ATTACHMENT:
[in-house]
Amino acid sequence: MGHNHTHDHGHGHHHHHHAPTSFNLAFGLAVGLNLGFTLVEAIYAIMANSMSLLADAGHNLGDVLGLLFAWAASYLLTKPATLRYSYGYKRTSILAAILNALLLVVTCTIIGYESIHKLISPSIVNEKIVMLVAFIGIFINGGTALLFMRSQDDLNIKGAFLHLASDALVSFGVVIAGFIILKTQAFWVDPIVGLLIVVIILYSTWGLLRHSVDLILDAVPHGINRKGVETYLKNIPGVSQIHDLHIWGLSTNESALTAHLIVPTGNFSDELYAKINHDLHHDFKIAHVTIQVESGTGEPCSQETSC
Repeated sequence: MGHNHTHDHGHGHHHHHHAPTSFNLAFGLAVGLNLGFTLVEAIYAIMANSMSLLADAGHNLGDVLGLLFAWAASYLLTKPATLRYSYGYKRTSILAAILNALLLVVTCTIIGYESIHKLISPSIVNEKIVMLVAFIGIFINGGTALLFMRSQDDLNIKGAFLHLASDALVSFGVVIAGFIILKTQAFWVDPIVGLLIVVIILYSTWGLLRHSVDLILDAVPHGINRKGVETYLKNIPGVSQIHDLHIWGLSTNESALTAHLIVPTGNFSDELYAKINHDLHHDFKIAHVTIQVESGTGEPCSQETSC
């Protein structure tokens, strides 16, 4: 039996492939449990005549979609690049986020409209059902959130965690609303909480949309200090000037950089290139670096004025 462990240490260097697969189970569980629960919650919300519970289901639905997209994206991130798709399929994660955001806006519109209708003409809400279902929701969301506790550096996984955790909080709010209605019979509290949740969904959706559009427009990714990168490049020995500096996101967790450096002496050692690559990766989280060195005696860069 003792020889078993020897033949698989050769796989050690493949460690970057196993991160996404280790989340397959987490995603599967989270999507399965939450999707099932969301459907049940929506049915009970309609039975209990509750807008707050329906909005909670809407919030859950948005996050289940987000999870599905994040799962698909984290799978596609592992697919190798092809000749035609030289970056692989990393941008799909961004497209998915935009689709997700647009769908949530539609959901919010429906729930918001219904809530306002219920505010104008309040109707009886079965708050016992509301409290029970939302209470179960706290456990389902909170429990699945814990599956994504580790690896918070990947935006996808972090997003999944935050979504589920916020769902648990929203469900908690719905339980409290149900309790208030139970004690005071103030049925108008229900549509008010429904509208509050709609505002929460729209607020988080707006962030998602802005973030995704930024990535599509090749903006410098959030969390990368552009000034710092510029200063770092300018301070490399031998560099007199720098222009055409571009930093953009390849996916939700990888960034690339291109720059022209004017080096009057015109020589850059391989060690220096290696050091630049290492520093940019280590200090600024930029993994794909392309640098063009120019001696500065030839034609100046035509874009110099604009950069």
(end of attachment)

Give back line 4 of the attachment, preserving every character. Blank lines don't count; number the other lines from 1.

């Protein structure tokens, strides 16, 4: 039996492939449990005549979609690049986020409209059902959130965690609303909480949309200090000037950089290139670096004025 462990240490260097697969189970569980629960919650919300519970289901639905997209994206991130798709399929994660955001806006519109209708003409809400279902929701969301506790550096996984955790909080709010209605019979509290949740969904959706559009427009990714990168490049020995500096996101967790450096002496050692690559990766989280060195005696860069 003792020889078993020897033949698989050769796989050690493949460690970057196993991160996404280790989340397959987490995603599967989270999507399965939450999707099932969301459907049940929506049915009970309609039975209990509750807008707050329906909005909670809407919030859950948005996050289940987000999870599905994040799962698909984290799978596609592992697919190798092809000749035609030289970056692989990393941008799909961004497209998915935009689709997700647009769908949530539609959901919010429906729930918001219904809530306002219920505010104008309040109707009886079965708050016992509301409290029970939302209470179960706290456990389902909170429990699945814990599956994504580790690896918070990947935006996808972090997003999944935050979504589920916020769902648990929203469900908690719905339980409290149900309790208030139970004690005071103030049925108008229900549509008010429904509208509050709609505002929460729209607020988080707006962030998602802005973030995704930024990535599509090749903006410098959030969390990368552009000034710092510029200063770092300018301070490399031998560099007199720098222009055409571009930093953009390849996916939700990888960034690339291109720059022209004017080096009057015109020589850059391989060690220096290696050091630049290492520093940019280590200090600024930029993994794909392309640098063009120019001696500065030839034609100046035509874009110099604009950069």